Systematic study of Rayleigh–Taylor growth in directly driven plastic targets in a laser-intensity range from ∼2×1014 to ∼1.5×1015 W/cm2

Smalyuk, V. A.; Hu, S. X.; Goncharov, V. N.; Meyerhofer, D. D.; Sangster, T. C.; Stoeckl, C.; Yaakobi, B.
August 2008
Physics of Plasmas;Aug2008, Vol. 15 Issue 8, p082703
Academic Journal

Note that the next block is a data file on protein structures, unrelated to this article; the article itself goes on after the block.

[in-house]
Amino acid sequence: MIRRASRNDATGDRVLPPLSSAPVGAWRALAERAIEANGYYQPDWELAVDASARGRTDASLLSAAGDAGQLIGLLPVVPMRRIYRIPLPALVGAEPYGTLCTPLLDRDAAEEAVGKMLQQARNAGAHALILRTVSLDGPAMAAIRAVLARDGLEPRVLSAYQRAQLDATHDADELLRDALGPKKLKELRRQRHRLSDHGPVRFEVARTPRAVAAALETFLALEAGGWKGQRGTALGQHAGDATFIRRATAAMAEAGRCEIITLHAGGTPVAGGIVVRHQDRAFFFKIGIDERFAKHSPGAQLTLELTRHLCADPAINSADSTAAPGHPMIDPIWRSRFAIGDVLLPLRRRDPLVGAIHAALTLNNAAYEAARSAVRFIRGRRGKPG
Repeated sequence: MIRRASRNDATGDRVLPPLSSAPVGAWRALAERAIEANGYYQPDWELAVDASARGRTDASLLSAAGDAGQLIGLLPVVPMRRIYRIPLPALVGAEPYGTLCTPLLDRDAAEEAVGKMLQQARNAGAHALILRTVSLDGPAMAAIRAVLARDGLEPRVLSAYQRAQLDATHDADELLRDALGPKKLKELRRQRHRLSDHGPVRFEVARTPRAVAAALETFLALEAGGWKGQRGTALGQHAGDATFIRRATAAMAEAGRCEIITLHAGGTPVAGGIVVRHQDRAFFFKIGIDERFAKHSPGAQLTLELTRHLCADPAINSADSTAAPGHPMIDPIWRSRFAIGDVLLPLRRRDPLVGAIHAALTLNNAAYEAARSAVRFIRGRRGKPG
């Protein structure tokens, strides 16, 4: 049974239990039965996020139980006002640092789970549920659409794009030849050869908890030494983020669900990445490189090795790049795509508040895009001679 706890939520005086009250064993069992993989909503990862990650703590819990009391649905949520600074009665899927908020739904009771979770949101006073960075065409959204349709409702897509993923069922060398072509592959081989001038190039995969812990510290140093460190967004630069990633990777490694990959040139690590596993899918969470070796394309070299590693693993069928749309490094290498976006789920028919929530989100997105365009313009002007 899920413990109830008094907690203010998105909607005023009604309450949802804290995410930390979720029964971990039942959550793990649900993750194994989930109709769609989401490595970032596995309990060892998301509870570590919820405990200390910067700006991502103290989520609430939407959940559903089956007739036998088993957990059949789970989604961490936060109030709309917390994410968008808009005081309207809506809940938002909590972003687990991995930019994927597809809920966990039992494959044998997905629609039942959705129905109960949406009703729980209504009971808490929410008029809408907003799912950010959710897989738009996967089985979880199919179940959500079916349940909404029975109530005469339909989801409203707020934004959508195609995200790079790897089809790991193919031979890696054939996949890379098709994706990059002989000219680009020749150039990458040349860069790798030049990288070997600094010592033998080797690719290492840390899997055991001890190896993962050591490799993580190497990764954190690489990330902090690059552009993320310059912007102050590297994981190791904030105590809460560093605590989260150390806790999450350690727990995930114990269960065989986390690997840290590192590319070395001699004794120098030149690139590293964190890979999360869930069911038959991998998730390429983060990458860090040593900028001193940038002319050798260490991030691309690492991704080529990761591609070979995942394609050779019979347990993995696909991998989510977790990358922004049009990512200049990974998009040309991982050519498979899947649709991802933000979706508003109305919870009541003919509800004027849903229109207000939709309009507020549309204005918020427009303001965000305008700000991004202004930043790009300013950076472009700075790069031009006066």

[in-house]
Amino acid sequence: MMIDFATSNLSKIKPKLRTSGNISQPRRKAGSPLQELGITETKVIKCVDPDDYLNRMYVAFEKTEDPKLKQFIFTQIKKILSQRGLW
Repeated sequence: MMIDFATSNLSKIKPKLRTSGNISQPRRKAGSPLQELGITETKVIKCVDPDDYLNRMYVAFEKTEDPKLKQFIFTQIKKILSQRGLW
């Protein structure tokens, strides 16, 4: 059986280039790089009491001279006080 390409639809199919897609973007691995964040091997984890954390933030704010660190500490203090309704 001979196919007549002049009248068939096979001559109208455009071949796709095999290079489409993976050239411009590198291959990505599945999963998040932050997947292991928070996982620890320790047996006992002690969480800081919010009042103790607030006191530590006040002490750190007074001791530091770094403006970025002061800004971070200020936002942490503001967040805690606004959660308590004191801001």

Direct-drive, Rayleigh–Taylor (RT) growth experiments were performed using planar plastic targets on the OMEGA Laser Facility [T. R. Boehly et al., Opt. Commun. 133, 495 (1997)] at laser intensities between ∼2×1014 and ∼1.5×1015 W/cm2. The primary purpose of the experiments was to test fundamental physics in hydrocodes at the range of drive intensities relevant to ignition designs. The target acceleration was measured with a streak camera using side-on, x-ray radiography, while RT growth was measured with a framing camera using face-on radiography. In a laser-intensity range from 2 to 5×1014 W/cm2, the measured RT growth agrees well with two-dimensional simulations, based on a local model of thermal-electron transport. The RT growth at drive intensities above ∼1.0×1015 W/cm2 was strongly stabilized compared to the local model predictions. The experiments demonstrate that standard simulations, based on a local model of electron thermal transport, break down at peak intensities of ignition designs, although they work well at lower intensities. These results also imply that direct-drive ignition targets are significantly more stable than previously calculated using local electron-transport models at peak intensities of ignition designs. The preheating effects by nonlocal electron transport and hot electrons were identified as some of the stabilizing mechanisms.


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